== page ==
Saturday, June 11, 2022

America's Cup: Innovations will mark huge year for Team NZ


The new hydrogen-powered chase boat being developed by Team New Zealand for the next America's Cup is set to be launched in March.

From Stuff by 
Team New Zealand will look to turn a stressful 2021 into a year when their innovation dominates the America’s Cup scene.
The defenders had the pressure applied to them by a highly competitive Luna Rossa to retain the Auld Mug in Auckland last March. Within a day of that victory, Team New Zealand were under the pump for their intentions to take the regatta offshore, adamant the funding resources could be found for a home defence.
Emirates Team New Zealand COO, Kevin Shoebridge talks to Stuff after the announcement of protocols for the 37th America's Cup

That decision dogged them for the rest of the year as attempts to force them to keep the Cup in Auckland continued against the threat of legal action.

The offshore venues - Cork in Ireland, a multi-city Spanish bid, Jeddah in Saudi Arabia, and a mystery fourth option – remain in play.

Team New Zealand boss Grant Dalton admits the hosting decision could go right down to the wire of their new deadline of March 31.“2021 started stressful for us and ended stressful,” Dalton admitted as he worked to keep the syndicate’s critics at bay.

It’s been a stressful year for Grant Dalton and Team New Zealand as they won the America’s Cup and looked to take the regatta to another level. 
Phil Walter/Getty Images
It’s been a stressful year for Grant Dalton and Team New Zealand as they won the America’s Cup and looked to take the regatta to another level.

The frustration for them is the exciting developments they are achieving with the Cup continue to get swamped by controversies.

Team New Zealand are hoping that can change as the realities of their bold plans come to fruition.

“It’s an innovation year for us,” Dalton says of 2022, when some key dates in the current cycle roll towards the next regatta in 2024.

The venue decision will be vital in several ways and hints of innovation in its destination.

There could be a new feel to the competition if it heads north, as expected, to a neutral venue, a rarity in the history of sport’s oldest trophy that dates back to 1851.

March will also be a month when Team New Zealand’s growing reputation for technological brilliance is on show again.

The prototype of the foiling hydrogen-powered chase boats to be used now sits in Team New Zealand’s base, getting fitted with plans to have it water-tested in March.

The purpose-built catamaran that will carry eight support staff is a futuristic concept - “Think of the Jetsons,” quips Dalton - designed to keep pace with the AC75 yachts that will threaten the 100km/h barrier.

In an era where the environment is everything, it has the ability to be a game-changer for pleasure-boating in a trickle-down effect that is a hallmark of America’s Cup design work.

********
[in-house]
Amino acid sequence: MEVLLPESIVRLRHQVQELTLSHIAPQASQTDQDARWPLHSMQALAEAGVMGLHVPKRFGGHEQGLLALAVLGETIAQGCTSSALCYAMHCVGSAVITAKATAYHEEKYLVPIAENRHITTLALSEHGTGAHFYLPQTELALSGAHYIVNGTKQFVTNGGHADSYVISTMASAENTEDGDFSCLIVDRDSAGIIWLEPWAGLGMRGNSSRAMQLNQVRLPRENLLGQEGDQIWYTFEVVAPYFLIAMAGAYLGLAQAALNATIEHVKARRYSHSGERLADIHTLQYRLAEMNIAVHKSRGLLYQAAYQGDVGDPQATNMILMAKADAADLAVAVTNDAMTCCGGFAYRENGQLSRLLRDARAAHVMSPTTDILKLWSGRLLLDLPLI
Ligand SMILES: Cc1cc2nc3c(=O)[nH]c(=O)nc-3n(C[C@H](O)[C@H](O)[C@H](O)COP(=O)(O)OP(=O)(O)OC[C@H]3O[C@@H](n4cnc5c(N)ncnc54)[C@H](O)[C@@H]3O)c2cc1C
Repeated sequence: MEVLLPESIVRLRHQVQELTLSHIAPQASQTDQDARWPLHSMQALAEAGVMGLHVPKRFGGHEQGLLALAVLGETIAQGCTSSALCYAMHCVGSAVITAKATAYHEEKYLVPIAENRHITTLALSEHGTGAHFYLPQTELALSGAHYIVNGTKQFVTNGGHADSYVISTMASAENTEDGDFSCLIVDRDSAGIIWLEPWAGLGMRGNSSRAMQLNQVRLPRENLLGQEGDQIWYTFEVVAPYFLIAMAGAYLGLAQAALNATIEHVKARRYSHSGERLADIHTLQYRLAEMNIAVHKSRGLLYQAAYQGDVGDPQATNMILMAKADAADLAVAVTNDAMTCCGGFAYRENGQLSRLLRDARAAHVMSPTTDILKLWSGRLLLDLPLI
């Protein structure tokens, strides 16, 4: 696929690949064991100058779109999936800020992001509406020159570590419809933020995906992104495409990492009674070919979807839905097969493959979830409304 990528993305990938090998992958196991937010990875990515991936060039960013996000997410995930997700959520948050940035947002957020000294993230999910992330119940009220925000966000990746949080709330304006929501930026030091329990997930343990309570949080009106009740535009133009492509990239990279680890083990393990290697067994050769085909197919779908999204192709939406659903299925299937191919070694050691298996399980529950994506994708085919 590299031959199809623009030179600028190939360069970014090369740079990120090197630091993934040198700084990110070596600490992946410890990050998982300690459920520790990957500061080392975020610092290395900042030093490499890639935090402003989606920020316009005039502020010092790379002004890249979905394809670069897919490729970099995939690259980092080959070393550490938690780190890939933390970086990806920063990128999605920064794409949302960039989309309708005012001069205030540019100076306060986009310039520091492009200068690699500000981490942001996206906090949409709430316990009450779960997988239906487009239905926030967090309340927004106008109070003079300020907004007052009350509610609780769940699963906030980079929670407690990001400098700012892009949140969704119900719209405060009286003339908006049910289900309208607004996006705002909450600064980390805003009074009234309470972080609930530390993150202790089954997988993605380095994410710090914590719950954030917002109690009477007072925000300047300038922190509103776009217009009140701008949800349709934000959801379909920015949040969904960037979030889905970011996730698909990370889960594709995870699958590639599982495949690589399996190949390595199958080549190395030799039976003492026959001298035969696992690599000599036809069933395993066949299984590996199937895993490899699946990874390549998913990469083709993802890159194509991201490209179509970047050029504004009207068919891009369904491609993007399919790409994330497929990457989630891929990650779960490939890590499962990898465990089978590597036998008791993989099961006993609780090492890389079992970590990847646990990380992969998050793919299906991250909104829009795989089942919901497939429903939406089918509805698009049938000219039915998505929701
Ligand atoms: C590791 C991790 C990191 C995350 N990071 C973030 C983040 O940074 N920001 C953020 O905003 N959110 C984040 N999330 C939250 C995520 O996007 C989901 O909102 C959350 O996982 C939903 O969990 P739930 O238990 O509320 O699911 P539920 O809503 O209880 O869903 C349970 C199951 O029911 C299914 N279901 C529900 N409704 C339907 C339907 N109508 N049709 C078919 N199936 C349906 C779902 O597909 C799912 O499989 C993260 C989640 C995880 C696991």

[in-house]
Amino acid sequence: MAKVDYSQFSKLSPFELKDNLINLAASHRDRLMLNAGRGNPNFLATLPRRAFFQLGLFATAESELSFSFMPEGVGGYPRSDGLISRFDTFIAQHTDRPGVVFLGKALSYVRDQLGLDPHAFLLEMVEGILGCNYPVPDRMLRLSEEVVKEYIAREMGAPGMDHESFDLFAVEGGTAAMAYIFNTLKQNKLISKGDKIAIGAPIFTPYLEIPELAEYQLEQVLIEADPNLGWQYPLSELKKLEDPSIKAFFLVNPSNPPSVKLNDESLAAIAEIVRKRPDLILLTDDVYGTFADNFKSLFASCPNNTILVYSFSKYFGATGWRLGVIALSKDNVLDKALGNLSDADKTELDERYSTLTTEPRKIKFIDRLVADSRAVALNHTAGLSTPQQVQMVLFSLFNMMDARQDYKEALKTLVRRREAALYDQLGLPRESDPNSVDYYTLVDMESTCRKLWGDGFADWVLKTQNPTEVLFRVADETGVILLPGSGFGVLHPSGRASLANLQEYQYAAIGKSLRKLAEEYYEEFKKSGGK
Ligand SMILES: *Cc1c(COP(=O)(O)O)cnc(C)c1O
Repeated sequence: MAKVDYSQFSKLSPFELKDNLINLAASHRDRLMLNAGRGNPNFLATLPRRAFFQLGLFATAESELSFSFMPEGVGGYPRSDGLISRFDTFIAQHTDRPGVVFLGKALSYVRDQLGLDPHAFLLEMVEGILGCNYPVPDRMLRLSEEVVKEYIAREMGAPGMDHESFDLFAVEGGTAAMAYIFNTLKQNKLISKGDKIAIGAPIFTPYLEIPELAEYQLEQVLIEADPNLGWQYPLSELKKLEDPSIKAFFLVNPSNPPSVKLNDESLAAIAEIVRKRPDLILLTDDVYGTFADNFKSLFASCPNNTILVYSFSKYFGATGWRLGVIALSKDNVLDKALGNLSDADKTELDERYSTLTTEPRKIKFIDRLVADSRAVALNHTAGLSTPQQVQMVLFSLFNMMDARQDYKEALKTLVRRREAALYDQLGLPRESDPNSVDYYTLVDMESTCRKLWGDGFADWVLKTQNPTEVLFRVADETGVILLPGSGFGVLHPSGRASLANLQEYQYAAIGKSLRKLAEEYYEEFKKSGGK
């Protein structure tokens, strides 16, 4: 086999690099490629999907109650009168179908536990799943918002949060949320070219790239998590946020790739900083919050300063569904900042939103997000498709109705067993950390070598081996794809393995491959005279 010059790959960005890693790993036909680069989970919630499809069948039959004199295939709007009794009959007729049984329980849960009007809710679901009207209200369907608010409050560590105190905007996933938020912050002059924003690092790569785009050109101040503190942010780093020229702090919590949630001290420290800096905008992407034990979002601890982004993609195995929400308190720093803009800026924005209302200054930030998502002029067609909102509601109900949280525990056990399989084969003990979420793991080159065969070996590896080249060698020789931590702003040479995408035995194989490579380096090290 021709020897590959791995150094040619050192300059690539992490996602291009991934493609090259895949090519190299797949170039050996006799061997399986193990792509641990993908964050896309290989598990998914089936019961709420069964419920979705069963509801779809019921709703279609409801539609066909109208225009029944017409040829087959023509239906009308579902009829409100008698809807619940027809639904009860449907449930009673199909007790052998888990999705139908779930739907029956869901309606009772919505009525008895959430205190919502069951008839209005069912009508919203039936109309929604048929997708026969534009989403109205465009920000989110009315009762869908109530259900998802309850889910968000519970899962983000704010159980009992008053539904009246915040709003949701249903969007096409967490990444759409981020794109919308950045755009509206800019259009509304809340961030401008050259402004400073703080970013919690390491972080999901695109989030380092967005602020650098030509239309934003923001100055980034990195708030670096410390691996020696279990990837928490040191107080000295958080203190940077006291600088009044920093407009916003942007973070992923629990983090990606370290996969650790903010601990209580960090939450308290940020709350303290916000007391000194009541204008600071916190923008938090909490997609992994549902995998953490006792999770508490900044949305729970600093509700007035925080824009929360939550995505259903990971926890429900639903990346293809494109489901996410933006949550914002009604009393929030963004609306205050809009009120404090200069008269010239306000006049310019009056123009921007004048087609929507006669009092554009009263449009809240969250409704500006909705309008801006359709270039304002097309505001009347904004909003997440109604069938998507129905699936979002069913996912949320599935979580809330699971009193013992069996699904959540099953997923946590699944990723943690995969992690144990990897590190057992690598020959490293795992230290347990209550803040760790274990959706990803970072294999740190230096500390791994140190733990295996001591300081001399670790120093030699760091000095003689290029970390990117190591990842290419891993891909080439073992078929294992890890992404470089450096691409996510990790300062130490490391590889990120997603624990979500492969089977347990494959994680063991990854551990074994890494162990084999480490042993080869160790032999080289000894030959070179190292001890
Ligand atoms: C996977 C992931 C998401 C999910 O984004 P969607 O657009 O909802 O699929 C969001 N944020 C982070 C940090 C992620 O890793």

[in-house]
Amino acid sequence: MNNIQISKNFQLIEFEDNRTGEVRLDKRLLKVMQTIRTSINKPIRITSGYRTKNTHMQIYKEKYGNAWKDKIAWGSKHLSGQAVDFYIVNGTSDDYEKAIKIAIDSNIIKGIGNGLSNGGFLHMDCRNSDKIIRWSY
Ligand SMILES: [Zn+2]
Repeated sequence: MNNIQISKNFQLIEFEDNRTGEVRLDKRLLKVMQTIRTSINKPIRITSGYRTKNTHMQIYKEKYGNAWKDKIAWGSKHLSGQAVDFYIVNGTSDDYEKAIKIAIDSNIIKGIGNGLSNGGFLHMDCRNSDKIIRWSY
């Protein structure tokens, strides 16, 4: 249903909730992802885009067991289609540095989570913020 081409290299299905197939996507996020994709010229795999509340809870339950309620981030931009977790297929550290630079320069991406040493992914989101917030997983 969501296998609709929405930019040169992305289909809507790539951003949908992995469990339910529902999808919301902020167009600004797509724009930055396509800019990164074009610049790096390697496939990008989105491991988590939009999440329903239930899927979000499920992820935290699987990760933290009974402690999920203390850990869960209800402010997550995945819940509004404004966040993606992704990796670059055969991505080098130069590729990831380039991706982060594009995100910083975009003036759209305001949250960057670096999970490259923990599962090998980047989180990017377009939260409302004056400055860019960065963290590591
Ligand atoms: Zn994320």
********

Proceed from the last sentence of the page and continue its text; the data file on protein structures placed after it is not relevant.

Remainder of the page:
The current Cup teams can design and build their own, or Team New Zealand are willing to supply them.Team New Zealand have the benefit of the brilliant Te Rehutai to develop their next America’s Cup boat from.

Ricky Wilson/StuffTeam
New Zealand have the benefit of the brilliant Te Rehutai to develop their next America’s Cup boat from. 

Time never sits still in this game and Team New Zealand have 30 designers beavering away in their Auckland base, working on the 40-foot foiling version of the Cup class that enthralled the world from last December to March on the Waitemata Harbour.

These smaller but equally powerful boats will be used for team testing as well as the youth and women’s America’s Cups.

They will be built at a yard in China and Team New Zealand expects to receive the first of them in August, looking to have their sailors in them by September.

The Kiwis will have two, seeing them as essential to developing the match-racing skills they felt weren’t at their best during the successful defence.

Key decisions made in 2022 will help decide who drinks from the America’s Cup in 2024.
Again, this is an innovation that could have long-term benefits to the sport with the revolutionary auto-pilot system able to manage the boat in flight on its foils, simplifying the requirements of the four-person crew.There are hopes the AC40 could develop into a racing class of its own.

Team New Zealand’s designers are also looking at how they can further improve their Cup-winning design. Te Rehutai was a step ahead of their opposition and will be the platform to launch their next thinking.

With teams allowed to build just one, rather than two, Cup boats in this cycle, the pressure is on to get the design right.
The racing boats aren’t expected to hit the water until late 2023, but with a 10-month build key decisions will be made in 2022.

For new teams - returning Swiss syndicate Alinghi is a “new” team for this cycle with a couple more yet to reveal their intentions - there is the ability to purchase a first generation AC75, and they can sail these from June 17 for a total of 20 days to help get them up to speed with the intricacies of the class.
The numbers around the next America's Cup.

Entries close on July 22, and it will be interesting to see who else surfaces by then.

There is an allowance for late entries to be accepted up till May 31, 2023 but that late deadline hardly promises a competitive challenge given the complexities involved.

All teams are able to sail their AC75s from September 17 and look for Te Rehutai to be back out on the Auckland waters with a need to get new signing Nathan Outteridge comfortable on the wheel of a full-scaled Cup boat.

By the end of the year the race schedule and the actual racing zone at the new venue will be released.


Early March: Team NZ to launch first hydrogen-powered foiling chase boat.

March 31: Team NZ and Royal New Zealand Yacht Squadron to announce Match venue and approximate event dates.

June 17: New competitors may sail Version 1 AC75’s for 20 sailing days.

July 31: Entry period closes.